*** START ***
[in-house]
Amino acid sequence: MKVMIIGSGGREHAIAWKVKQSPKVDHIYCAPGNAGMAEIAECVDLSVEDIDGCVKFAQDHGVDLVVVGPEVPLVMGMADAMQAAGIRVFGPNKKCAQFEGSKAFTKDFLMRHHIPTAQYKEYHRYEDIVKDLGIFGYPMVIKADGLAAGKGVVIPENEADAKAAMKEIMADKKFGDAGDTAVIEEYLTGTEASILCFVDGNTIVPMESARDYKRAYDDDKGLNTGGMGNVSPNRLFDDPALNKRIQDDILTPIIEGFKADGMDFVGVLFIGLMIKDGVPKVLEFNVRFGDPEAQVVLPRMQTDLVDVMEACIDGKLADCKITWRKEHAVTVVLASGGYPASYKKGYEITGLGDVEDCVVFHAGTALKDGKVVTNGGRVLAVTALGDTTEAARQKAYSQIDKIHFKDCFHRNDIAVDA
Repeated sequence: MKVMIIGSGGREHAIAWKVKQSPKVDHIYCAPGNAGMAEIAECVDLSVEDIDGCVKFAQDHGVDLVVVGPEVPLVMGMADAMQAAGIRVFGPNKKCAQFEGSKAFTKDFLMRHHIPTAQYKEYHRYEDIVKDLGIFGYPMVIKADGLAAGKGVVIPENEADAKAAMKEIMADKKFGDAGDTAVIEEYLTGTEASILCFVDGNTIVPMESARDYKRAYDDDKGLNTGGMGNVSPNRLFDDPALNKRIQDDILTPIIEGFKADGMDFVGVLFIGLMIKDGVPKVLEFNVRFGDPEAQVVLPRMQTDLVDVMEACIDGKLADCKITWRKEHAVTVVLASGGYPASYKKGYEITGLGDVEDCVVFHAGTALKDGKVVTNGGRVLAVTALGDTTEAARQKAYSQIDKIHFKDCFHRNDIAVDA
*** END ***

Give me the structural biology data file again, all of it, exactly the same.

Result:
[in-house]
Amino acid sequence: MKVMIIGSGGREHAIAWKVKQSPKVDHIYCAPGNAGMAEIAECVDLSVEDIDGCVKFAQDHGVDLVVVGPEVPLVMGMADAMQAAGIRVFGPNKKCAQFEGSKAFTKDFLMRHHIPTAQYKEYHRYEDIVKDLGIFGYPMVIKADGLAAGKGVVIPENEADAKAAMKEIMADKKFGDAGDTAVIEEYLTGTEASILCFVDGNTIVPMESARDYKRAYDDDKGLNTGGMGNVSPNRLFDDPALNKRIQDDILTPIIEGFKADGMDFVGVLFIGLMIKDGVPKVLEFNVRFGDPEAQVVLPRMQTDLVDVMEACIDGKLADCKITWRKEHAVTVVLASGGYPASYKKGYEITGLGDVEDCVVFHAGTALKDGKVVTNGGRVLAVTALGDTTEAARQKAYSQIDKIHFKDCFHRNDIAVDA
Repeated sequence: MKVMIIGSGGREHAIAWKVKQSPKVDHIYCAPGNAGMAEIAECVDLSVEDIDGCVKFAQDHGVDLVVVGPEVPLVMGMADAMQAAGIRVFGPNKKCAQFEGSKAFTKDFLMRHHIPTAQYKEYHRYEDIVKDLGIFGYPMVIKADGLAAGKGVVIPENEADAKAAMKEIMADKKFGDAGDTAVIEEYLTGTEASILCFVDGNTIVPMESARDYKRAYDDDKGLNTGGMGNVSPNRLFDDPALNKRIQDDILTPIIEGFKADGMDFVGVLFIGLMIKDGVPKVLEFNVRFGDPEAQVVLPRMQTDLVDVMEACIDGKLADCKITWRKEHAVTVVLASGGYPASYKKGYEITGLGDVEDCVVFHAGTALKDGKVVTNGGRVLAVTALGDTTEAARQKAYSQIDKIHFKDCFHRNDIAVDA